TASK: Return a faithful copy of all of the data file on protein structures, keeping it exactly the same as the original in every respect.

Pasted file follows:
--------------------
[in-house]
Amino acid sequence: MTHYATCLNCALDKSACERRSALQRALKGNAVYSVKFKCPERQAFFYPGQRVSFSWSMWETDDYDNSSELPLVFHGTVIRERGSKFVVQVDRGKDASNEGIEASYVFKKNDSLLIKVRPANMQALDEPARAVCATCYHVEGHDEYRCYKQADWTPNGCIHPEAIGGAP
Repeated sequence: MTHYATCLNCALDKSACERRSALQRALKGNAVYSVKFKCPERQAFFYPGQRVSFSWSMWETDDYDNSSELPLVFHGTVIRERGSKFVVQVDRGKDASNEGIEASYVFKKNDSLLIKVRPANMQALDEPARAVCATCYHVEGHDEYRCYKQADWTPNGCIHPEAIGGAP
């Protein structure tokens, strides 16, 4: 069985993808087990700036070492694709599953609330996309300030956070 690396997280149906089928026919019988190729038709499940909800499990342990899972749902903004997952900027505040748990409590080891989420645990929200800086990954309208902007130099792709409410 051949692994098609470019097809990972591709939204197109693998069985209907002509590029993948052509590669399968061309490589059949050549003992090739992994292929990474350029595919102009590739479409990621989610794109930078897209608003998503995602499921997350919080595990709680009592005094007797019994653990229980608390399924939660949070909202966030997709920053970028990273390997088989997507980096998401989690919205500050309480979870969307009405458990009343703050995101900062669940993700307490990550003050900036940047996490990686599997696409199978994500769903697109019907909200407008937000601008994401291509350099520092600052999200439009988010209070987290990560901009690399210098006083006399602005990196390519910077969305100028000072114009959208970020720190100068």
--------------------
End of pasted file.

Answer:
[in-house]
Amino acid sequence: MTHYATCLNCALDKSACERRSALQRALKGNAVYSVKFKCPERQAFFYPGQRVSFSWSMWETDDYDNSSELPLVFHGTVIRERGSKFVVQVDRGKDASNEGIEASYVFKKNDSLLIKVRPANMQALDEPARAVCATCYHVEGHDEYRCYKQADWTPNGCIHPEAIGGAP
Repeated sequence: MTHYATCLNCALDKSACERRSALQRALKGNAVYSVKFKCPERQAFFYPGQRVSFSWSMWETDDYDNSSELPLVFHGTVIRERGSKFVVQVDRGKDASNEGIEASYVFKKNDSLLIKVRPANMQALDEPARAVCATCYHVEGHDEYRCYKQADWTPNGCIHPEAIGGAP
């Protein structure tokens, strides 16, 4: 069985993808087990700036070492694709599953609330996309300030956070 690396997280149906089928026919019988190729038709499940909800499990342990899972749902903004997952900027505040748990409590080891989420645990929200800086990954309208902007130099792709409410 051949692994098609470019097809990972591709939204197109693998069985209907002509590029993948052509590669399968061309490589059949050549003992090739992994292929990474350029595919102009590739479409990621989610794109930078897209608003998503995602499921997350919080595990709680009592005094007797019994653990229980608390399924939660949070909202966030997709920053970028990273390997088989997507980096998401989690919205500050309480979870969307009405458990009343703050995101900062669940993700307490990550003050900036940047996490990686599997696409199978994500769903697109019907909200407008937000601008994401291509350099520092600052999200439009988010209070987290990560901009690399210098006083006399602005990196390519910077969305100028000072114009959208970020720190100068």